While women have often been called on to lean in when it comes to their leadership, M.M. LaFleur founder and chief executive officer Sarah LaFleur believes the onus can’t all be on them.
“I am a huge fan of men leaning out,” she said during a discussion on the “Power of Pursuit” moderated by WWD executive editor Tara Donaldson during a recent Women in Power event highlighting the inaugural WWD and FN 50 Most Powerful Women. It’s both about companies un-gendering the playing field and making space for more than just those who have traditionally had the seats at the table.
Before M.M. LaFleur, as one of two women working in private equity among hundreds of other investment professionals, LaFleur said she considered herself capable, smart and that she could make something of her career. However, recognizing that if she wanted to succeed, she was, “almost going to have to play a totally different game from being who she was” made her pause, she said.
“That was a huge impetus for me leaving and ultimately wanting to start my own company, where women didn’t have to behave more like the men,” LaFleur said. After working as a management consultant and becoming dismayed by the lack of women’s workwear, LaFleur joined forces with Miyako Nakamura and Narie Foster to launch M.M. LaFleur in 2013.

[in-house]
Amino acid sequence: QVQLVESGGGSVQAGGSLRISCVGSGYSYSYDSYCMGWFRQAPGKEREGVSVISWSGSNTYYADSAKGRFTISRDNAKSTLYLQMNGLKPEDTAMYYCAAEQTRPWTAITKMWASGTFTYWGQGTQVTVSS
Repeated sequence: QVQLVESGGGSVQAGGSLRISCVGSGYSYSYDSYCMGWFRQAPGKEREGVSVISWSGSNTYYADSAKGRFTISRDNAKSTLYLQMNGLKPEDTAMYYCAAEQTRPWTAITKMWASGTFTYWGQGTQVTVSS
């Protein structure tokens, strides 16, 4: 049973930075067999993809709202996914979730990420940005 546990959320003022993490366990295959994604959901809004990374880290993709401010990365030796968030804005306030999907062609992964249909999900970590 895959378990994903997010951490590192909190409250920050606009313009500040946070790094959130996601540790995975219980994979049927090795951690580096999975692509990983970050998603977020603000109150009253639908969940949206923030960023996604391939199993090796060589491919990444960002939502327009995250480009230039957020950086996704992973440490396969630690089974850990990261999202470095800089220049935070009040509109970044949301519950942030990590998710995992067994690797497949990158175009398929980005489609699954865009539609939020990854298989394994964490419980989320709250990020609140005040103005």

Through hiring, pay equity and personal interests, the executive understands the power of pursuit.
In discussing some of the struggles and successes she has experienced as a female-founder, LaFleur noted that roughly 2 percent of venture capital funding goes to female-founded businesses, despite there being a significantly larger portion of female business owners. While seed round or Series A round funding has increased slightly, there is still disparity in the later-stage rounds “where venture capital or institutional firms are writing big checks in the hundreds of millions of dollars, sometimes even in the billions of dollars,” she said.
While the conversation of trying to support more women in entrepreneurship — something that didn’t exist when she started out 10 years ago — is “definitely happening, the proof is in the actual funding. And that needle hasn’t unfortunately moved as much as we would like to see,” LaFleur said.
Acknowledging her privilege, being an Ivy League graduate and former Bain Capital employee, both of which led to “a lot of built-in networks,” LaFleur said she still found fundraising “excruciatingly painful.”
Recalling how a female professional at a major investment bank once mentioned new female hires were coached to speak in a lower voice to come across as more authoritative, La Fleur said, “I just thought, ‘What a shame that feel they have to lower their voices to capture the attention in the room.’”
The microaggressions women have been facing in the workplace since well before microaggressions were a common part of the lexicon, can be so extensive that many women aren’t even always aware they are experiencing them.